Over spring break, Asha Whitfield, a senior dance major, traveled with a group of 11 dance majors — nine undergraduates and two graduate students — to Salvador, Brazil, to perform and to engage with Brazil's rich culture. The ensemble of dancers performed in schools, community centers, studios and theatres around Salvador. Everywhere the Brazil tour went, they were greeted by enthusiastic audiences who were more than willing to share their own dances with the company. Below, we talked with Asha, who served as the group’s production manager, about her experiences on the study abroad trip and her senior dance project.
Why Ohio State?
I got interested in dance as a child through Bollywood films. My mom is from India, so we grew up watching those movies all the time. So my dream was to be that girl in the movies — the one singing and dancing. That was my goal. I connected with dance in a way that sitting in a classroom couldn’t do for me. Ohio State was my first audition, and it was just fun. It didn’t feel like I was being auditioned. I was just dancing to dance. I picked Ohio State because it was close to home, and it had a great program. It was the best in the nation. Why would I pick something else?
How was the trip?
The trip itself was way more than I could have ever expected. For a lot of us, I don’t think we realized how service-oriented it was going to be. We thought we would just be performing like a company would, but it turned out to be so much more.
All in all, it’s the people that make the place. Everyone we met in Brazil was so giving of themselves, and to see how much they cared about us after such a short period of time was incredible. Since dance was a large part of the culture already, you could just see on their faces the pure joy that dancing gives them, which made us happy, too. We all love to dance, and it was beautiful to be a part of that exchange.
Was overcoming the language barrier a challenge?
None of us spoke Portuguese at all, and because of that language barrier, it provided a unique opportunity for dance to flourish. When our words failed us, dance was our language. That’s how we communicated. It became our connecting point, our foundation, which in turn added so much value and depth to our art form.
What effect did the trip have on you?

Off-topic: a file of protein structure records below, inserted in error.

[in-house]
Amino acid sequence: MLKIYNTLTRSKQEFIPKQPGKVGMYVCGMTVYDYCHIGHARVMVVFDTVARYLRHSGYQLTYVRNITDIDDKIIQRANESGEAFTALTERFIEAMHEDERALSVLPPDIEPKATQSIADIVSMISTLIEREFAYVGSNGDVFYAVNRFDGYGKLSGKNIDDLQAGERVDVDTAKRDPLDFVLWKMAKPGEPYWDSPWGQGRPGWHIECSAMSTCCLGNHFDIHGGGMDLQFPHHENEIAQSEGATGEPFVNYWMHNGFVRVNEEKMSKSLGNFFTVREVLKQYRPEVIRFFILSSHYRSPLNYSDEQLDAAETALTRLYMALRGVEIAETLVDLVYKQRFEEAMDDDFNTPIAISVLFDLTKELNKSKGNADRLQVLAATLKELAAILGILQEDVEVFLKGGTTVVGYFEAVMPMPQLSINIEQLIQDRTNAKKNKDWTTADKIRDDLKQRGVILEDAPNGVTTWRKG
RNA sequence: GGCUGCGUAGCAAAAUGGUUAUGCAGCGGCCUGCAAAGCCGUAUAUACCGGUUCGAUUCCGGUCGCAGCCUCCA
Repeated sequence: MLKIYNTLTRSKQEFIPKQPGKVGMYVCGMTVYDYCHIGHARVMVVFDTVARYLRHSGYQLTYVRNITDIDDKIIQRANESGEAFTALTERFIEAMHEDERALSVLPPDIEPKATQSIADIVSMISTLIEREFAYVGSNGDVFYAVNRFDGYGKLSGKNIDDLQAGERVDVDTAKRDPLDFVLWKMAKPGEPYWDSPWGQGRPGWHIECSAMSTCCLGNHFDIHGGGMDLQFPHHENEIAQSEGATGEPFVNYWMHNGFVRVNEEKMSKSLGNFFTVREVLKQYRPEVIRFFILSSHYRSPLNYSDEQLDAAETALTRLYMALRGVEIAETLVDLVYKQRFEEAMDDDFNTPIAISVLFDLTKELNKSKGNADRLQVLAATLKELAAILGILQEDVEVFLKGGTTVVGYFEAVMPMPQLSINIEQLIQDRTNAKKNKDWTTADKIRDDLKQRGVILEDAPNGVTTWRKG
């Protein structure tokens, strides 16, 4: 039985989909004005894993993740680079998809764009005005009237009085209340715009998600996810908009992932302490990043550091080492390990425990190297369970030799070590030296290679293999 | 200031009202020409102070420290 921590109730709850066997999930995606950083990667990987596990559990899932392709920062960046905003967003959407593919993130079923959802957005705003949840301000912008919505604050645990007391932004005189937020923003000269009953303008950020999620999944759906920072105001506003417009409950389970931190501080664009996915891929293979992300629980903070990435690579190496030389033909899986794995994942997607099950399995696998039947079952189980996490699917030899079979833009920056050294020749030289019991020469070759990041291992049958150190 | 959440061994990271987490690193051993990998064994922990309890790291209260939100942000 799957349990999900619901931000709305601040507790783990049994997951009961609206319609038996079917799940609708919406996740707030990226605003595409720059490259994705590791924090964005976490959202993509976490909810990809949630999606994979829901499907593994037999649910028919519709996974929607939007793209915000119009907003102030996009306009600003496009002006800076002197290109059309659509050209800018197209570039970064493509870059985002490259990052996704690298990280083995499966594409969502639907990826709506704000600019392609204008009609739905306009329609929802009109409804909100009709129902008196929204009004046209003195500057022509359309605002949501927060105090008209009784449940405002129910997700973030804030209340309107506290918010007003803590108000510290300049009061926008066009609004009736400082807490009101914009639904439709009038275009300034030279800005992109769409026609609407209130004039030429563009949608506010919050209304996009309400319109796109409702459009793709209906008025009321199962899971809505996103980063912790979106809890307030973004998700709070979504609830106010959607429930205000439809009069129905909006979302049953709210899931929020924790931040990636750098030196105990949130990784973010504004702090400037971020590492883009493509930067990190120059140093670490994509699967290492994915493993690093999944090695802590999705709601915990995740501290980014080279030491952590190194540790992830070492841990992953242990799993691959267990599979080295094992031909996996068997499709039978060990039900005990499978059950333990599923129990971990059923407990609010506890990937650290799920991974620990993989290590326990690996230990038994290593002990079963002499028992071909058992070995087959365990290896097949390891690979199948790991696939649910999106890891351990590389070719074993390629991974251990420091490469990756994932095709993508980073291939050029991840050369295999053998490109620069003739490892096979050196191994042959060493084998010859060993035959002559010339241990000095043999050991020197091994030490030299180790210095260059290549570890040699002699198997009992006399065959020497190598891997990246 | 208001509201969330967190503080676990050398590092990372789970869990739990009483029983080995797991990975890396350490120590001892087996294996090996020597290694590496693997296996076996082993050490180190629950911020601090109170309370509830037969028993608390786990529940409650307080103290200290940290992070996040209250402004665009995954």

The first couple of days back, it was hard to articulate how amazing the trip was. But I knew that if I saw a company member, they would know exactly what I was feeling without even saying anything. Brazil was incredible and amazing because of the work that we got to do. We got to see our art form on another level and see the reactions that people had right in front of us. Absolutely incredible.
Talk to us about your senior project.
I wanted to find the material that people used to inspire themselves and see how history affects us all differently — sparking that creative juice in different ways. My project was hands-on: what it's like to be an arts administrator, managing people, getting times set up, the music and, of course, the bigger picture of actually dancing!
Why is studying abroad important?
To me, the overarching effect of studying abroad — any time I go abroad or take the steps to learn about another culture — is that I learn a lot about me, what I value and my identity. The more I take time to learn about someone or something else, the more I understand me.
I had always wanted to join a small company and dance but then this trip happened. And I realized that this was what I wanted to do: the service, the giving and the dancing. I want to find the companies that are doing what we did. Brazil was so rich and such a full experience, I just felt like a better person every day after everything that we did. I felt more human, more connected to people. It gave us purpose. It gave us reason to keep dancing.